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Government passes critical infrastructure national security Bill

Under the new legislation, the minister will have a 'last resort' power to direct electricity, gas, ports, and water entities to 'do or not do a certain thing' to mitigate national security risks.

Australia's Parliament has passed the Security of Critical Infrastructure Bill in what the government called a bid to protect the electricity, gas, ports, and water sectors from "foreign involvement" that could lead to espionage, sabotage, and coercion, and giving ministers the power to direct companies to conduct risk mitigation actions.

The legislation [PDF] was designed for the purpose of increasing the federal government's capacity to manage national security risks arising as a result of offshore and overseas involvement and control over infrastructure.

According to a statement by Minister for Home Affairs Peter Dutton, while foreign involvement has "an important and beneficial role in supporting our national economic growth", it opens up Australia's infrastructure to more risk.

"This legislation establishes a register of Australia's highest-risk critical infrastructure assets, including information on asset ownership, access, and control," Dutton said on Thursday.

"It introduces a ministerial directions power that allows the government to take action where a risk cannot otherwise be mitigated which will significantly enhance the Critical Infrastructure Centre's capacity to assess and manage complex risks."

The latter power will be used to "seek information and issue directions to owners and operators of critical assets in the high-risk sectors when a there is a risk that is prejudicial to security that cannot otherwise be mitigated", the revised explanatory memorandum [PDF] explains.

Under s32(2), the Australian Security Intelligence Organisation (ASIO) can provide advice to the minister in the form of a security assessment, with the minister then able to "direct critical infrastructure owners or operators to do or not do a certain thing to mitigate a risk that has been identified as prejudicial to security".

Such directions would be based on addressing any security risks set out by the ASIO's adverse security assessment.

However, s32(3)(c) provides that the minister not give directions unless "an adverse security assessment in respect of the entity has been given to the minister for the purposes of this section".

"The 'last resort' directions power could be used to direct asset owners and operators to undertake or refrain from certain actions," Finance Minister Mathias Cormann said during the Bill's second reading speech.

"Importantly, this power is limited to instances where: There is a risk identified which is prejudicial to security; through collaboration, the owner or operator does not or cannot implement mitigations to address the risk; and there are no existing regulatory frameworks that can be used to enforce mitigations."

Cormann also pointed to safeguards included in the legislation, including that the minister must give primary consideration to the mandatory ASIO adverse security assessment; be satisfied that "good faith" negotiations have taken place with the entity; consult directly with the first minister and state or territory minister and the entity involved; ensure the direction is "a proportionate response to the risk"; and consider the costs and consequences to the entity.

"The minister's directions power is also subject to judicial review while the ASIO adverse security assessment will be subject to merits review," Cormann added.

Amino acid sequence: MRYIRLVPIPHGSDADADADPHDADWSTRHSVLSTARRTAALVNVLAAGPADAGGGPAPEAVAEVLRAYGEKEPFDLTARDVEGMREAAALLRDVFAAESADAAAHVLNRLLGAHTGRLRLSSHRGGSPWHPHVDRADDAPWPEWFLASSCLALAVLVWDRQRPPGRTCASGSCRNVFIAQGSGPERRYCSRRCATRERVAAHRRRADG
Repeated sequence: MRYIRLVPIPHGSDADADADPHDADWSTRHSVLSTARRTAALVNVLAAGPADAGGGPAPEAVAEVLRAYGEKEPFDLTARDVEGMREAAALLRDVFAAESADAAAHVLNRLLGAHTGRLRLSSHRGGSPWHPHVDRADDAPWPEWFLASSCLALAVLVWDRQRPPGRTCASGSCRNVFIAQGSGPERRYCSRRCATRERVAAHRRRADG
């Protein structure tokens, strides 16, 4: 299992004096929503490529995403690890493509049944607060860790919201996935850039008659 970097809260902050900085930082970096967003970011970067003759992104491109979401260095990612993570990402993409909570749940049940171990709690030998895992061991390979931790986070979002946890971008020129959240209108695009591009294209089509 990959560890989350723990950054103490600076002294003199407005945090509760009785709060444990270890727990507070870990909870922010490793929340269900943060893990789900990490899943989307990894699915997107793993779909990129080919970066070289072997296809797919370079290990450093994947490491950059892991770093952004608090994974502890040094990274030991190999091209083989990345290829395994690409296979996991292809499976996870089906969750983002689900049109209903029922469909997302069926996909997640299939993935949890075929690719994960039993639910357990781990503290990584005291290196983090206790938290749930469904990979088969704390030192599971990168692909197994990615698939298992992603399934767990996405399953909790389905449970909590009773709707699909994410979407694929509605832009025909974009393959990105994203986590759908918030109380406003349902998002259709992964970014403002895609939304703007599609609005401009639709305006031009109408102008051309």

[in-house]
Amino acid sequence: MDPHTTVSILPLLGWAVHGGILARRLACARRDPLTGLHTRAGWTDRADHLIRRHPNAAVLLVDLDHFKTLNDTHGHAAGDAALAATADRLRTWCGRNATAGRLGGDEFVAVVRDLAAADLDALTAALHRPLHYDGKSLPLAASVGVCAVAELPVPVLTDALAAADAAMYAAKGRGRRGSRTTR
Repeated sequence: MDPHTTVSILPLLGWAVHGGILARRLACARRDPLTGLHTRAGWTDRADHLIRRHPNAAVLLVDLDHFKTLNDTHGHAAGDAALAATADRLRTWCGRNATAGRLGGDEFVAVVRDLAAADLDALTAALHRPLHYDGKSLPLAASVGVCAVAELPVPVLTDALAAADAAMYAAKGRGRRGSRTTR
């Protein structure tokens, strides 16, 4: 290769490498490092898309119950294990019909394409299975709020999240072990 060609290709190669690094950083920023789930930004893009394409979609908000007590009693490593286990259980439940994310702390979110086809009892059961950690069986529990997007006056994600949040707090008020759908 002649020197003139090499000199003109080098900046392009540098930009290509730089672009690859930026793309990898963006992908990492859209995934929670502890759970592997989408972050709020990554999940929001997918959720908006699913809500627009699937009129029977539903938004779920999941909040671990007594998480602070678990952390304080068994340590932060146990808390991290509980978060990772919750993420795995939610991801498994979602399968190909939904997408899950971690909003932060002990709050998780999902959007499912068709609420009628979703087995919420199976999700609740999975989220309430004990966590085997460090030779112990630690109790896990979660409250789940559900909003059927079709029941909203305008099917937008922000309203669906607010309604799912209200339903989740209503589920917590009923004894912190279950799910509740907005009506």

The Attorney-General's Department (AGD) had published its exposure draft of the Bill in October, at the time saying the last resort power would be used for "critical assets in the high-risk sectors when a significant national security risk cannot otherwise be mitigated".

The government's Critical Infrastructure Centre (CIC), launched in January last year, already works across electricity, water, ports, and telecommunications to conduct national security risk assessments and make suggestions for mitigation strategies.

Stressing a need for collaboration between industry and government to manage critical infrastructure risks, the legislation therefore also provides for a critical infrastructure assets register to be formed to collect information.

In response to the legislation passing, Macquarie Government MD Aidan Tudehope called the laws "crucial" for protecting national infrastructure from cyber attacks, adding that the government "worked hard to strike an appropriate balance to ensure there is a focus on cyber safety without being overly intrusive".

"The sad reality is that there are individuals, groups, and even nations that have shown a willingness and ability to put the wealth, health, and even lives of innocent Australians at risk by attacking critical infrastructure," Tudehope said.

"Much of the infrastructure that allows us to operate in our day-to-day lives -- power, communications, water, transport systems -- are privately owned, and all are completely dependent on information and communications technologies to work.

"The government is right to step in now, before we have had a major incident, to take a leadership role in overseeing the preparedness of owners and operators of critical infrastructure to address these new challenges."

The government in September last year similarly passed the telecommunications national security Bill, with the Telecommunications Sector Security Reforms (TSSR) to establish a framework for national security threats within the telco industry.

Communications Minister Mitch Fifield and then-Attorney-General George Brandis said in August that the TSSR has an emphasis on "the shared responsibility between government and the telecommunications industry".

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